Public Enemy No. 1: The Curious Case Of Floyd Mayweather Jr.Boxing, J. Tinsley — By J. Tinsley on August 26, 2014 at 11:09 am
Floyd Mayweather Jr. is a creature of habit. He operates under the extremely rare combination of God-given physical weapons, mutant-like speed, endurance and agility, and explicitly intimidating cerebral intuitiveness. In other words, Floyd out-boxed, out-classed and out-thought every opponent he has ever faced. The last time Floyd Mayweather lost a fight was August 2, 1996. Then 19 years old, Floyd squared off against Bulgaria’s Serafim Todorov in the semifinals of the Olympic featherweight tournament in Atlanta. Even then, Floyd appeared in control.
The decision to award Todorov the fight was controversial, one the United States protested but eventually lost. Also, it was a bout Mayweather quickly put behind him, making his professional debut two months later.
Repeated for emphasis, the last time Floyd Mayweather lost a fight was August 2, 1996.
Tupac Shakur was in the midst of his last full month on Earth. Shaquille O’Neal and Kobe Bryant were the newest Los Angeles Lakers. Bill Clinton and Al Gore were campaigning for re-election. And Independence Day was proof Will Smith’s life after Fresh Prince wasn’t the end of the world — figuratively speaking, of course.
Eighteen years later, Floyd is the most dominant (and richest) athlete in any sport. The argument can be made he’s the most charismatic, too. Todorov became a footnote in boxing history while Mayweather has come to stamp himself as one of the greatest athletes the world has ever seen.
Yet, 2014 has felt different. It’s almost as if Floyd, despite outrageous paydays and a goose egg in the loss column standing next to 46 consecutive wins, has been on the defensive all year. That’s partially because he has been.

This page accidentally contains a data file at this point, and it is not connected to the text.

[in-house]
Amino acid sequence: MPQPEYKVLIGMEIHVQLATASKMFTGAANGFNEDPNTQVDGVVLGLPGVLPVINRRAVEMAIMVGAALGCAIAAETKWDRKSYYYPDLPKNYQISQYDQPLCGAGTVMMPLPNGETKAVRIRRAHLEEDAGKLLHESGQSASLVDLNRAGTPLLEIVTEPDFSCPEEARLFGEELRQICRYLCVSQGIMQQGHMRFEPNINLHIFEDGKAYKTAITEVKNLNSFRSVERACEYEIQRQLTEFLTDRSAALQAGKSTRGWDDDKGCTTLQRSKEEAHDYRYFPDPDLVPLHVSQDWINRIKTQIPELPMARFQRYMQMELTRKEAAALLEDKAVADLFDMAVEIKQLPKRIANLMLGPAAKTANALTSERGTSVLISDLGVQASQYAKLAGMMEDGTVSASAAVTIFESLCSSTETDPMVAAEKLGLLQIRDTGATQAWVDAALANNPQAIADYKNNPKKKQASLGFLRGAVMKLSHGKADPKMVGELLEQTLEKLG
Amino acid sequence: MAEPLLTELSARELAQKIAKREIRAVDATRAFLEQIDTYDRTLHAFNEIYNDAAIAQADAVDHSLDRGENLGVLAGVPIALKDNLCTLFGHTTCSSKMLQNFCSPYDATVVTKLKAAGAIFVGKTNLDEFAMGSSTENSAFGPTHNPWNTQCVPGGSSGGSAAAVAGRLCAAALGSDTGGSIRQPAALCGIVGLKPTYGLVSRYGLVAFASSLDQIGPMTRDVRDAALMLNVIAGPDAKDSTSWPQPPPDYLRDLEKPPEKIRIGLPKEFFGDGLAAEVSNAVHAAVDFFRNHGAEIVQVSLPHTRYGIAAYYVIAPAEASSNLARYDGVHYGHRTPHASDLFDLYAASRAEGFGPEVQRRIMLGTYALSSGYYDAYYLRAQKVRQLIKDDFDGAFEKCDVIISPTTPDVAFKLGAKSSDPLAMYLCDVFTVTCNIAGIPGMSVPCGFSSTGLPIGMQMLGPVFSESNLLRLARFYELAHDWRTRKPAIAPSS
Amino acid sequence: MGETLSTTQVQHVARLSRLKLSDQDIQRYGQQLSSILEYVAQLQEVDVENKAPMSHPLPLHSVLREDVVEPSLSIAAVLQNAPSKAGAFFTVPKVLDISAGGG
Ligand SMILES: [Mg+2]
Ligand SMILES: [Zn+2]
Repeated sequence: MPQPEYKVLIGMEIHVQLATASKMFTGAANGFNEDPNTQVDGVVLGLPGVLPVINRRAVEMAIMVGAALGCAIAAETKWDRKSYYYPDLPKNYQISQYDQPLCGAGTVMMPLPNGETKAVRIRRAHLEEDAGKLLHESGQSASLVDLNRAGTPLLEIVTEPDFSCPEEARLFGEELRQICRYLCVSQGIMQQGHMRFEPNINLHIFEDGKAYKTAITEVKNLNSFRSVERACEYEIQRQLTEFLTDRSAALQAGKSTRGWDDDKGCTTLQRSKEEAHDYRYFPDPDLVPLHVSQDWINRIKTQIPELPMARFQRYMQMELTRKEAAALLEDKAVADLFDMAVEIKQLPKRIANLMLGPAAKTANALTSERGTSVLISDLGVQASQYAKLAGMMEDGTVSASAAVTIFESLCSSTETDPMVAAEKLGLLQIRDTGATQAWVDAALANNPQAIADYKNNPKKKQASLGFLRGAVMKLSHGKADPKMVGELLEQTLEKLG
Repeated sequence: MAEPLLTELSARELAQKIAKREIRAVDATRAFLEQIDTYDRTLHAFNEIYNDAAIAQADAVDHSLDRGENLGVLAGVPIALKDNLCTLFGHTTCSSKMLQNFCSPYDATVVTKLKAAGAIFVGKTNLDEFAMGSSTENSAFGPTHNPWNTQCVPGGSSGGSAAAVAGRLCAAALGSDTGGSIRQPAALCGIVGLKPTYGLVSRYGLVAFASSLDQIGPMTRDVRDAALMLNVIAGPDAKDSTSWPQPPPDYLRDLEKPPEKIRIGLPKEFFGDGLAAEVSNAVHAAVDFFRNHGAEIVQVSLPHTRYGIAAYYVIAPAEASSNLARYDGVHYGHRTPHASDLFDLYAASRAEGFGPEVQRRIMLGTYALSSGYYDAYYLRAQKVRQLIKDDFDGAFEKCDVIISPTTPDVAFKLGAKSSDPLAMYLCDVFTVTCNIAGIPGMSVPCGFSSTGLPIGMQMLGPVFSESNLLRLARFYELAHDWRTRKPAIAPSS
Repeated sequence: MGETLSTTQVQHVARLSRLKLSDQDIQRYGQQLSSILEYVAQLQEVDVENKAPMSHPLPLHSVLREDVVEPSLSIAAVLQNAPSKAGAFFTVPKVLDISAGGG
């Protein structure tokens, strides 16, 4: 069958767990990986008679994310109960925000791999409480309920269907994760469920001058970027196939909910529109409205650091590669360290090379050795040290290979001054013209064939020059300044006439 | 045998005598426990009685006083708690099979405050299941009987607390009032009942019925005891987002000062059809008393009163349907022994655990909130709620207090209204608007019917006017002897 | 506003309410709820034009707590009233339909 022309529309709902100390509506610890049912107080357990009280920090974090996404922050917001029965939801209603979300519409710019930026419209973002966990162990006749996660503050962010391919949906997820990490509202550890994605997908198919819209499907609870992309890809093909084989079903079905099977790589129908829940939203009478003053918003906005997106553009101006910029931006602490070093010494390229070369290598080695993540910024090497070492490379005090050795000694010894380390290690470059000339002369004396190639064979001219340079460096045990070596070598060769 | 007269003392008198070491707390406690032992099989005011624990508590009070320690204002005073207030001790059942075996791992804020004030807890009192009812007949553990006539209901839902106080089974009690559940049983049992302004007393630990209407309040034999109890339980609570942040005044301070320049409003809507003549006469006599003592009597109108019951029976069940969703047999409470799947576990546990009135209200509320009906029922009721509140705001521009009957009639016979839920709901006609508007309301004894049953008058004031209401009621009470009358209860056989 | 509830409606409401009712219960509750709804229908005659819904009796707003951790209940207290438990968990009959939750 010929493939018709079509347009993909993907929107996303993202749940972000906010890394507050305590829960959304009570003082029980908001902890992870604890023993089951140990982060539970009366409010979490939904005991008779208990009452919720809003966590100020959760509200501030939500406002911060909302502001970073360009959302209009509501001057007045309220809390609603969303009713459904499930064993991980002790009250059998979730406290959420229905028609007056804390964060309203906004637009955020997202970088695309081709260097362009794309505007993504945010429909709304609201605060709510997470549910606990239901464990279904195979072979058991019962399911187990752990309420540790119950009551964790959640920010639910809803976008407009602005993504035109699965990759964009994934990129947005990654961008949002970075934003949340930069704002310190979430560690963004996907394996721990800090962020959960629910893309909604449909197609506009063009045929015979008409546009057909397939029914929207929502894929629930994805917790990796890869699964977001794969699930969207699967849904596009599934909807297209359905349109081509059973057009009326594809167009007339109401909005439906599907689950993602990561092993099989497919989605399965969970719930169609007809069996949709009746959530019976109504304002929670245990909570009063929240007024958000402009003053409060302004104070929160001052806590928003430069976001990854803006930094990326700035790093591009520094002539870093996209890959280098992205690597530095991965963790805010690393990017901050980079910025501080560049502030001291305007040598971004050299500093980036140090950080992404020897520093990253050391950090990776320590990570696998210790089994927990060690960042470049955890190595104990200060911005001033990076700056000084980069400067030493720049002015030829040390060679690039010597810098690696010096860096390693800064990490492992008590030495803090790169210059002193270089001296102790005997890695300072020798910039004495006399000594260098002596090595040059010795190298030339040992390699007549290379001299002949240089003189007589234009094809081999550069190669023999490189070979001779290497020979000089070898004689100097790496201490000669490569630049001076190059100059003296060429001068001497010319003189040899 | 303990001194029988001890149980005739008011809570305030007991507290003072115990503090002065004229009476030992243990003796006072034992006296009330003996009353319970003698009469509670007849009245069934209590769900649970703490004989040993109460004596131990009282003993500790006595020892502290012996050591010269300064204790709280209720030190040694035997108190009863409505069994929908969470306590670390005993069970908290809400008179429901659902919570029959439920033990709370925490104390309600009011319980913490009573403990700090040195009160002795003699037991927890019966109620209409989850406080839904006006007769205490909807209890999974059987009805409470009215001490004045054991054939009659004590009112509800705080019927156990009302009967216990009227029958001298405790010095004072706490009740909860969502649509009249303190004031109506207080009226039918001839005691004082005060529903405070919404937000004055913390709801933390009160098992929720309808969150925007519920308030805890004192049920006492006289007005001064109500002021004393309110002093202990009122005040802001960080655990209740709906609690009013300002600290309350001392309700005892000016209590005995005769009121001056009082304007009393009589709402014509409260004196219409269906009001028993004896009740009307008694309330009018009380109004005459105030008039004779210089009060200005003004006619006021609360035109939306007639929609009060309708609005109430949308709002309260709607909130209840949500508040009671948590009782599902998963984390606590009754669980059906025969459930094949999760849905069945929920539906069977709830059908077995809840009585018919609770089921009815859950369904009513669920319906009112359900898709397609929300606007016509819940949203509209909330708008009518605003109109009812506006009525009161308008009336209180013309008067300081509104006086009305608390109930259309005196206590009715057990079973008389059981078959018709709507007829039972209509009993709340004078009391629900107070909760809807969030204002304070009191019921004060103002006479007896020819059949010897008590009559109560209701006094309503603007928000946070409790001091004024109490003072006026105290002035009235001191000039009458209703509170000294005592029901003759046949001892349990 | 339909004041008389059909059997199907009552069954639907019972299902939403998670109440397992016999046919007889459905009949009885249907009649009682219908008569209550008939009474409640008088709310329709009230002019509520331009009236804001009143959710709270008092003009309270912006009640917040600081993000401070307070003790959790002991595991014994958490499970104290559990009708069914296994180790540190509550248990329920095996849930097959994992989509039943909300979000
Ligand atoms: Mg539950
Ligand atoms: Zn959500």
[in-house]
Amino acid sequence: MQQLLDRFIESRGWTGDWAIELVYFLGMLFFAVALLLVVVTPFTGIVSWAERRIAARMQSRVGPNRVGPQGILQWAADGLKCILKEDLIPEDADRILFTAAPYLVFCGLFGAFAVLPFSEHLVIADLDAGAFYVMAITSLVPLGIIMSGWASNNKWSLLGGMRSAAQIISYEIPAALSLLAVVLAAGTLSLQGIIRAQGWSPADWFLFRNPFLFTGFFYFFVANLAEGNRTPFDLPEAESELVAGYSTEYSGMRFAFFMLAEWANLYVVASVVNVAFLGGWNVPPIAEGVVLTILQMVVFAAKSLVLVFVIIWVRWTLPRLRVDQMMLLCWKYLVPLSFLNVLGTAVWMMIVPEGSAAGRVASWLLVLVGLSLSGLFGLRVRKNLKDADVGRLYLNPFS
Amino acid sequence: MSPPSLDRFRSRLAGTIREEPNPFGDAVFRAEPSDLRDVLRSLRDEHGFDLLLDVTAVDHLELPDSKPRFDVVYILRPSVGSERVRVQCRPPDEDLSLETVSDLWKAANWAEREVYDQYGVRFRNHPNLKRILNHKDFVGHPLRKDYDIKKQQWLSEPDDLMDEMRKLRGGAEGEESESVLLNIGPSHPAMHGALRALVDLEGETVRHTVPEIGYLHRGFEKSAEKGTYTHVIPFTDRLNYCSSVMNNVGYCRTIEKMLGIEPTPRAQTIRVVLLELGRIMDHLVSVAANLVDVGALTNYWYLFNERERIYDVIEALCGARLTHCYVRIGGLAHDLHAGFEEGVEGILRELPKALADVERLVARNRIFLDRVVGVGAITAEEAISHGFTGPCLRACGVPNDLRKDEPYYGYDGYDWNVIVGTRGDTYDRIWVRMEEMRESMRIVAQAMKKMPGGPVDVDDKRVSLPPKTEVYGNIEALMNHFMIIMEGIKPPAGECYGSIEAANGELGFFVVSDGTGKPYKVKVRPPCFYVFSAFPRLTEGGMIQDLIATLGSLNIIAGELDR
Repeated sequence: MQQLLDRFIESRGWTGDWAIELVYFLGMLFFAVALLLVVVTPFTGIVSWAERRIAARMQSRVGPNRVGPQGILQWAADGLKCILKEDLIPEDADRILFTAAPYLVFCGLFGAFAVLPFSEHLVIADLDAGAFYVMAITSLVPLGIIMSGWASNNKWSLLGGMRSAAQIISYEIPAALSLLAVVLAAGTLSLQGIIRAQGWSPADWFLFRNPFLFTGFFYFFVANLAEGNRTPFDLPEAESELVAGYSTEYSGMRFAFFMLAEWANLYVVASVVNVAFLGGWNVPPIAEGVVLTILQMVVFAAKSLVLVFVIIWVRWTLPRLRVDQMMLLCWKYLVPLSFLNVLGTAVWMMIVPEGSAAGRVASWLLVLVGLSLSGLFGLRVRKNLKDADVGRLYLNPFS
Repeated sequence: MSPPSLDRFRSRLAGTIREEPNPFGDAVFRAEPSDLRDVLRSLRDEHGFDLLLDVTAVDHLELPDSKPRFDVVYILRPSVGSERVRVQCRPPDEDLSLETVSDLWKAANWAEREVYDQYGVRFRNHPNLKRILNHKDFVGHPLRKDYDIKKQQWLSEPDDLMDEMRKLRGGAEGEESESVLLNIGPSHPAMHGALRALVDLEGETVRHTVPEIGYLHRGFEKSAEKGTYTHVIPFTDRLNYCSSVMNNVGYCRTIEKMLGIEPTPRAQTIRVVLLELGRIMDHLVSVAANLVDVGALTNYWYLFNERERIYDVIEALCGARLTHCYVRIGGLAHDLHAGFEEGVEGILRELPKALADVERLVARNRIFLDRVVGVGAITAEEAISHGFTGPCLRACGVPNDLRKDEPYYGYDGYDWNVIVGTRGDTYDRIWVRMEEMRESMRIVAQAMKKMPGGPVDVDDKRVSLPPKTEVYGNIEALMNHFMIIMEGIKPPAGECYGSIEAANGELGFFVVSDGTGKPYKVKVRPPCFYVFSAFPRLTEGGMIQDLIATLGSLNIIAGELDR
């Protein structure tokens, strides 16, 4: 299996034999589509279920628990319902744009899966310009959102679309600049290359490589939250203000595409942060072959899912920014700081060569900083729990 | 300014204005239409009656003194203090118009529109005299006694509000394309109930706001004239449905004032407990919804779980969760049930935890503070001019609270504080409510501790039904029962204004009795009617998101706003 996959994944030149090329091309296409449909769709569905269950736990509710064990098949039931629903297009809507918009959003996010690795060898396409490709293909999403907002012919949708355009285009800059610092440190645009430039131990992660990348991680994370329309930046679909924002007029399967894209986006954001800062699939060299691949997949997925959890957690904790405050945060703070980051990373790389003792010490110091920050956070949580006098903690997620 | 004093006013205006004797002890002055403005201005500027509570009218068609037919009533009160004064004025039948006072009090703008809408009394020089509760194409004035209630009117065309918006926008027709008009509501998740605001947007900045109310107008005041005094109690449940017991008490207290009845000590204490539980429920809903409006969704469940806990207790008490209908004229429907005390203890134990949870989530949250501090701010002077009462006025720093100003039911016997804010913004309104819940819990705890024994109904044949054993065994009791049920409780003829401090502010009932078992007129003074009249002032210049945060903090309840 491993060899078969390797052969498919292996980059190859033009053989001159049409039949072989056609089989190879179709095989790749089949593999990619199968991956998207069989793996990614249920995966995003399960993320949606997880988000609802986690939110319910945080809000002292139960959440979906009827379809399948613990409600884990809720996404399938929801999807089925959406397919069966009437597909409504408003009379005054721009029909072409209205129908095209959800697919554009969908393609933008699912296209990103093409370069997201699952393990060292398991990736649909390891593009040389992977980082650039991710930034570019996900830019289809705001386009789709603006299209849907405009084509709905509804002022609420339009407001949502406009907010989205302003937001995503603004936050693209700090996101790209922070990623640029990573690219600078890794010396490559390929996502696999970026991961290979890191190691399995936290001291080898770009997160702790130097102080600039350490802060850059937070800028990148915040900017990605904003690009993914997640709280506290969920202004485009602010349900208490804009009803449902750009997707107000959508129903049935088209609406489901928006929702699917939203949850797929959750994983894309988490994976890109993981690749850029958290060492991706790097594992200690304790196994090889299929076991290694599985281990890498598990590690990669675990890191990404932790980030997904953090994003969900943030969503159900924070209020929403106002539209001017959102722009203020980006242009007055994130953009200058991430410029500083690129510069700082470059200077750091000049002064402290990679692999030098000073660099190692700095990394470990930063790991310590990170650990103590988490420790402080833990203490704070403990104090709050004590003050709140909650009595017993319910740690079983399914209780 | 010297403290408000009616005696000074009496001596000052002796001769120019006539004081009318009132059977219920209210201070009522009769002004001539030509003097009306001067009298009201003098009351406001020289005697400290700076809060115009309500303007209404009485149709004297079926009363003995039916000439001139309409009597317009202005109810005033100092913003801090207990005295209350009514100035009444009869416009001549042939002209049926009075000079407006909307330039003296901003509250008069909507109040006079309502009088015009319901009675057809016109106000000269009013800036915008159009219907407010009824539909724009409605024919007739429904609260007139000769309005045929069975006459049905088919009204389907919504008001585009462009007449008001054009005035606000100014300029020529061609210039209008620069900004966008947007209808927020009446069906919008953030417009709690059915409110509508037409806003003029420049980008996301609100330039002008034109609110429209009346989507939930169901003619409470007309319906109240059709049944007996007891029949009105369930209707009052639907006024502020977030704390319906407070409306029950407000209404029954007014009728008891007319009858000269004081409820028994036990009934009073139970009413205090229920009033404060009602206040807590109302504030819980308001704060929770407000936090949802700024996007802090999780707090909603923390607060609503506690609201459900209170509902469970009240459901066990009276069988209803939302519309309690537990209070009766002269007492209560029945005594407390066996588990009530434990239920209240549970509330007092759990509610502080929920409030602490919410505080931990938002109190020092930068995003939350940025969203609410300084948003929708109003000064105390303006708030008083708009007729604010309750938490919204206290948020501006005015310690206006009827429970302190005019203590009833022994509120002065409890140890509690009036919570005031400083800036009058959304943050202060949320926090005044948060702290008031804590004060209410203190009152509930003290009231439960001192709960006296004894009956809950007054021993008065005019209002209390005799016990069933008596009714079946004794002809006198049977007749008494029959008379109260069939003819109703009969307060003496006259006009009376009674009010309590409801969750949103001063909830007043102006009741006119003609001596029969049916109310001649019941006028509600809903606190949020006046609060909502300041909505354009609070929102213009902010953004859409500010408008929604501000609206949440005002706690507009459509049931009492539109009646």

His alleged involvement in a violent kidnapping and beating of two former employees who were believed to have stolen jewelry from Floyd’s Las Vegas homes was an unwanted pre-fight distraction. Winning the all-around statistical battle against Marcos Maidana in their May fight wasn’t enough to pass the eye test for many. A sweeping sentiment preached that Floyd appeared sluggish, a step slower and showed the first crack in a historically impenetrable armor. His “dress how you want to be addressed” PSA was viewed as hypocritical given Money’s love of strip clubs. When Power 105’s The Breakfast Club’s Charlamagne Tha God played a clip of Floyd struggling mightily to read a radio drop, it was the latest in a series of bad public relations moments. The clip was damning for Mayweather.
It was uncomfortable and embarrassing. It was also a result of former friend 50 Cent’s months-long Instagram taunting, this time betting Floyd was incapable of reading a page out of a Harry Potter book. To make matters worse, G-Unit’s head honcho isn’t the only rapper who Floyd has been at odds with this summer.
Mayweather and T.I. nearly came to blows over the rapper’s wife, Tiny, and throughout the summer. Floyd’s played devil’s advocate, going as far to reportedly claim he “f*cked his b*tch.” Nelly being involved with Shantel “Miss” Jackson, Floyd’s ex, could be viewed as the dynamite that ignited the string of bad 2014 publicity for the world’s most talented boxer.
After uploading salacious pictures to his social media accounts detailing Jackson’s lost pregnancy with Floyd’s kids, the reaction was quick and venomous.
Was Floyd really that petty?
Was he stooping this low because she had moved on?
Did Floyd hate being told “no”?
Why exactly did she move on?
What was he attempting to prove by revealing a woman he claimed to had once been in love with aborted their children?
In typical Floyd fashion, he played it off. It didn’t bother him, or so he said. It was just “Floyd being Floyd.” Months later, however, it wasn’t. Floyd’s feelings were hurt heading into his first bout with Maidana. A legendary prized fighter who had shown vulnerability only a handful of times in his career had exposed his cards.
“The way little Floyd was that day, and the way, in talking to him — I mean that stuff was definitely in his head, I’m telling you,” his father, Floyd Mayweather Sr., said recently. “I sat down and talked to him and he was asking me, man, what was wrong. And I said, ‘Shoot, what I can I tell you? I don’t know.'”